Just two weeks ago, the Future Investment Initiative summit in Riyadh took place to international acclaim. Now, investor interest has turned to intense uncertainty, as Crown Prince Mohammed bin Salman spearheads an anti-corruption crackdown, and power shifts unfold in the Gulf. But despite the short-term risks, Alex Damianou argues that the long-term impact should be positive.
The 4th of November was an historic day in Saudi Arabia. King Salman and his son, Crown Prince Mohammed bin Salman (MbS), demonstrated their continued, almost Machiavellian determination to execute social and economic reforms under Vision 2030. Their goals – to usher in a new area of transformation, consolidate power, and re-assert themselves on the regional battleground towards Iran.
A Strategic Move
The day began with the seemingly Saudi-influenced resignation of Lebanese Prime Minister Saad Hariri in Riyadh, citing Iranian influence and fears of an attempt on his own life. This was followed by a royal decree issued by King Salman, establishing the National Anti-Corruption Committee. Chaired by Crown Prince Salman, the committee has a mandate to identify offenses, persons, crimes, and entities involved in public corruption. The extensive powers of the committee include the ability to issue arrest warrants, restrict travel and freeze accounts. As the King put it in a televised address, ‘Laws will be applied firmly on everyone who touched public money and didn’t protect it or embezzled it, or abuse their power and influence’.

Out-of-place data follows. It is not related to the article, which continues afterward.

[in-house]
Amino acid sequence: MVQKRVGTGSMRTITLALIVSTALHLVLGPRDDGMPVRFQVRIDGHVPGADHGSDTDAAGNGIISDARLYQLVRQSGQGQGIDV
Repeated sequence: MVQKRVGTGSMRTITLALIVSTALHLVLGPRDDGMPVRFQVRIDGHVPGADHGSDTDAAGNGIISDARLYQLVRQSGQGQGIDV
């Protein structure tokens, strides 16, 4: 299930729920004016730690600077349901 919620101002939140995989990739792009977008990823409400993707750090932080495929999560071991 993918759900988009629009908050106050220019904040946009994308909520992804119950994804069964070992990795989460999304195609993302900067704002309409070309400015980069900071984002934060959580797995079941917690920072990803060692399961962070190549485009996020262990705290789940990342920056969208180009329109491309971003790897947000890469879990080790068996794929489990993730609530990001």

In another example of the autocratic liberalization we have come to see over the past year from the King and Crown Prince, the crackdown strategically targeted power players in business and government. This included 11 princes, dozens of businessmen and senior officials, and former and sitting ministers. Notable among them are:
This post was published at FinancialSense on 11/09/2017.